A confident Bhutto waves along his minister Mustafa Jatoi and Indian PM Indira Gandhi at Simla — Photo by the writer
A confident Bhutto waves along his minister Mustafa Jatoi and Indian PM Indira Gandhi at Simla — Photo by the writer

The phone rings late at night. Manhattan is still wide-awake. The howling wind and the police sirens outside screech and scream, sounding like a death knell. My brother receives a phone call from the foreign ministry in Islamabad. He looks serious but says nothing. Early next morning my mother waiting to go into surgery switches her transistor radio. The headline news tells her that Zulfikar Ali Bhutto was hanged a few hours ago in the Rawalpindi jail. “If Zia had spared Bhutto, my cancer would have gone,” she would say.

Aeons ago, Nasreen Room at Karachi’s Intercontinental Hotel swung into action with the glitterati each night. Among them was ‘Zulfi’ Bhutto President Ayub’s recently excommunicated foreign minister lurking in the shadows. The red and gold décor and the upbeat band playing the latest hit songs late into the night embraced partygoers like Hafeez Pirzada, Mustafa Jatoi, Tahir Maker and Ahmad Pirbhai. The last two being industrialists. One evening, Zulfi came over to our table to chat with our host Tahir Maker. I don’t know what transpired between the two but the only thing that still sticks in my memory after 50 years is Zulfi threatening to “level” with Maker. He made sure to do exactly that after he became the prime minister!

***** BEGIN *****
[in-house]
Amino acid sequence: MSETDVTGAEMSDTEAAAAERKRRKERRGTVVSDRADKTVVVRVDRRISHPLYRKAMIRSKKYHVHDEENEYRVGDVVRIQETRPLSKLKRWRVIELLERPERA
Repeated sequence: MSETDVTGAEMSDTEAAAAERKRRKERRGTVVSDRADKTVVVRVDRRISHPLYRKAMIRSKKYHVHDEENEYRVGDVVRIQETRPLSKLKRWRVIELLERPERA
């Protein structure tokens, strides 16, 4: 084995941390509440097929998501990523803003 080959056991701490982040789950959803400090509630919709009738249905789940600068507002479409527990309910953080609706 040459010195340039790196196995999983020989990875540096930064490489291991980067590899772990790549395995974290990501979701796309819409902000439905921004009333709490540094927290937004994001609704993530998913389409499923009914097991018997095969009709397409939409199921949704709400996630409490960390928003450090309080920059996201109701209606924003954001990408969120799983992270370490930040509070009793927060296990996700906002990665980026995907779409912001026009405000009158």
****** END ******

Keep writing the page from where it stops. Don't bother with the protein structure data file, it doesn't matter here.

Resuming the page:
Mr Bhutto was the most graceful dancer I had seen. He charmed the ladies and danced with the most beautiful. At a party by Mustafa and Maria Jatoi at their PECHS home, ZAB chose as his dance partner, the lovely Azra Hassan Mahmood, wife of Makhdoomzada Syed Hassan Mahmood, once the chief minister of Bahawalpur State. Azra looked vulnerable, delicate like a lily, ready to wilt. She died young.


The evil that men do lives after them / The good is oft interred with their bones / So let it be with Caesar — Mark Anthony in Julius Caesar


We crave for heroes.